Bad bosses, how to deal with them and how not to be one
Could you be a bad boss? Is it possible that any of your team come to work each day thinking if they only had a different boss or if their boss would ‘play ball’ life would be a whole lot easier and they could get on better with doing their job? Here are a couple of stories I heard from clients this week who had their own, very different takes and ways of dealing with what they considered to be a bad boss.
Change of boss?
John’s work life had become increasingly difficult since he acquired his boss 18 months previously. Although his boss showed an interest in John’s personal development, the occasions when they got together were few and far between and John became more and more frustrated at his lack of progress. Eventually he decided that rather than keep ‘banging his head against a brick wall’ he would be better off elsewhere and after being approached by a competitor, accepted an offer of a similar role where he knew the boss was someone who put her team’s personal development as a priority.
At first all was well and John settled in to his new role quite quickly. After some initial ‘hand holding’, John was ready to be let loose with his new responsibilities but that never quite happened. For whilst his new boss was happy to give him as much time as he needed on his personal development, her style also included keeping tight control over everything that was going on, getting involved in even the tiniest detail of the team’s activities. This didn’t suit John at all, who had got used to his previous boss’s style of letting him get on with things. Ultimately, John ended up with someone else he considered a ‘bad boss’, but this time for different reasons.
John realized that after two ‘bad bosses’ in a row, maybe it was time to look to himself to see what changes he could make rather than try yet another boss. Having such a detailed scrutiny of his work was never going to suit him so we worked on coping strategies to adopt whilst he stayed the length of time in this role which would look reasonable on his CV before moving on. And during that period he would be able to take advantage of the personal development opportunities available to him.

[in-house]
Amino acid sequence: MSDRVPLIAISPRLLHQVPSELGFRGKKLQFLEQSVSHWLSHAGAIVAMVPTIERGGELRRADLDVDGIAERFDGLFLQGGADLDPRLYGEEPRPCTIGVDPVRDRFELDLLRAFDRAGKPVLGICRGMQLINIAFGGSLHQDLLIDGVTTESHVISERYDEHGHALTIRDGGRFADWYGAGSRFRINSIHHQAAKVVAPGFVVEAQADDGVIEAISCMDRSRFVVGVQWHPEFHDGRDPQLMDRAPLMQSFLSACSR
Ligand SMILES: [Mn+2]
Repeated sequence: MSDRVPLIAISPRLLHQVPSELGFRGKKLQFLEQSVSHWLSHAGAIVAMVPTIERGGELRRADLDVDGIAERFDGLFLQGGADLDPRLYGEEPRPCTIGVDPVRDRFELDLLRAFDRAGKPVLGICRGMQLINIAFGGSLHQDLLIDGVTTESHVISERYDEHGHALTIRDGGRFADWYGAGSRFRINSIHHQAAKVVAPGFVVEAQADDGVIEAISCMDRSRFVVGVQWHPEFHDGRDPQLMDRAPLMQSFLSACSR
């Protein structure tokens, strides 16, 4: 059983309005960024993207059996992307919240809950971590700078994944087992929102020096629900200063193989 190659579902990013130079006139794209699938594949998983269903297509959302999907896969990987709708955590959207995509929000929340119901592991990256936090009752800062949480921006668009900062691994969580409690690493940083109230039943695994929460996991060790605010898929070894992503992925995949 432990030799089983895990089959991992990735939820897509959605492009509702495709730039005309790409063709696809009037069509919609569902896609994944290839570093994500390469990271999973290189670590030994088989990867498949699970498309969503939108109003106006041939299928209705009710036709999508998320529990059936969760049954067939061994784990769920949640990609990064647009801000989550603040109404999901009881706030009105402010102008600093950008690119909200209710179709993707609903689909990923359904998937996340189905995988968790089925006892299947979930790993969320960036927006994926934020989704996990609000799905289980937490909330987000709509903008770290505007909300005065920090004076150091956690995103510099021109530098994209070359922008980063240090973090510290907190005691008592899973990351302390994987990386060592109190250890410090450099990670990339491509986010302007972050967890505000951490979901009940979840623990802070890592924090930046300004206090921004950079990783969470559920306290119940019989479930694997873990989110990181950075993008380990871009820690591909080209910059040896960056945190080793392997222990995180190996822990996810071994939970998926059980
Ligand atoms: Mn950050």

And this week another of my clients has developed coping strategies for his own set of circumstances. He is ready to step in to the role of his boss who is retiring at the end of this year. Everything is in place for a gradual handover, however, in the last few months the boss’s behaviour has started to change and not in positive ways – blocking initiatives he would normally have agreed, picking up on minor points, demanding to be involved in issues he has previously shown no interest in. My client realizes this is all probably because his boss is fighting the inevitable and has worked out some ways of both keeping his boss ‘on side’ for these remaining months and keeping himself happy when that doesn’t quite work.
And as a leader in business, you could find yourself at either end of these problems, so if you would like to know how YOU can deal with a bad boss OR if you would like to be the sort of boss who can help people look to themselves to change rather than blaming others, call me on 07551303835 or email email@example.com for a free 30 minute consultation